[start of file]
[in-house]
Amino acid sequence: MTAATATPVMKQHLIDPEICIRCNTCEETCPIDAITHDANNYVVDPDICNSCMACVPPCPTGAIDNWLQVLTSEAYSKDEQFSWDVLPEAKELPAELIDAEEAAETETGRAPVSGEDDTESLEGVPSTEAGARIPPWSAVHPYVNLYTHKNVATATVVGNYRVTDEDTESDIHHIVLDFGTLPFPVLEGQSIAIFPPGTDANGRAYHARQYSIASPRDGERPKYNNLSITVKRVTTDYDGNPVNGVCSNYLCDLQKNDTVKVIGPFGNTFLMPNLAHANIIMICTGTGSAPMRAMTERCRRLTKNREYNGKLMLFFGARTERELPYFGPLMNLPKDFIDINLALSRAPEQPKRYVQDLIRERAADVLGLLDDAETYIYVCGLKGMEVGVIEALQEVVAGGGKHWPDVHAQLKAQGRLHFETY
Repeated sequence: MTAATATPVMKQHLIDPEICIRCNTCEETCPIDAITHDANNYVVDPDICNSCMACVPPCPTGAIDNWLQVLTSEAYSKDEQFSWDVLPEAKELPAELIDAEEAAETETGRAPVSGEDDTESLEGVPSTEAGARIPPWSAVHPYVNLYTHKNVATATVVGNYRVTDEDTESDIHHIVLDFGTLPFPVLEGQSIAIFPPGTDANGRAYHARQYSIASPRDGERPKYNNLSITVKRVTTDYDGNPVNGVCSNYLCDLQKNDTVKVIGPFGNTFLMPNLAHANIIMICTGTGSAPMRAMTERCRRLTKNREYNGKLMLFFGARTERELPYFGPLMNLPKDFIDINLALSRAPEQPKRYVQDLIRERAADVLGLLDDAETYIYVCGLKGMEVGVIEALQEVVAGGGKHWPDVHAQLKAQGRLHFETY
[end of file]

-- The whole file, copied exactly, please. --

[in-house]
Amino acid sequence: MTAATATPVMKQHLIDPEICIRCNTCEETCPIDAITHDANNYVVDPDICNSCMACVPPCPTGAIDNWLQVLTSEAYSKDEQFSWDVLPEAKELPAELIDAEEAAETETGRAPVSGEDDTESLEGVPSTEAGARIPPWSAVHPYVNLYTHKNVATATVVGNYRVTDEDTESDIHHIVLDFGTLPFPVLEGQSIAIFPPGTDANGRAYHARQYSIASPRDGERPKYNNLSITVKRVTTDYDGNPVNGVCSNYLCDLQKNDTVKVIGPFGNTFLMPNLAHANIIMICTGTGSAPMRAMTERCRRLTKNREYNGKLMLFFGARTERELPYFGPLMNLPKDFIDINLALSRAPEQPKRYVQDLIRERAADVLGLLDDAETYIYVCGLKGMEVGVIEALQEVVAGGGKHWPDVHAQLKAQGRLHFETY
Repeated sequence: MTAATATPVMKQHLIDPEICIRCNTCEETCPIDAITHDANNYVVDPDICNSCMACVPPCPTGAIDNWLQVLTSEAYSKDEQFSWDVLPEAKELPAELIDAEEAAETETGRAPVSGEDDTESLEGVPSTEAGARIPPWSAVHPYVNLYTHKNVATATVVGNYRVTDEDTESDIHHIVLDFGTLPFPVLEGQSIAIFPPGTDANGRAYHARQYSIASPRDGERPKYNNLSITVKRVTTDYDGNPVNGVCSNYLCDLQKNDTVKVIGPFGNTFLMPNLAHANIIMICTGTGSAPMRAMTERCRRLTKNREYNGKLMLFFGARTERELPYFGPLMNLPKDFIDINLALSRAPEQPKRYVQDLIRERAADVLGLLDDAETYIYVCGLKGMEVGVIEALQEVVAGGGKHWPDVHAQLKAQGRLHFETY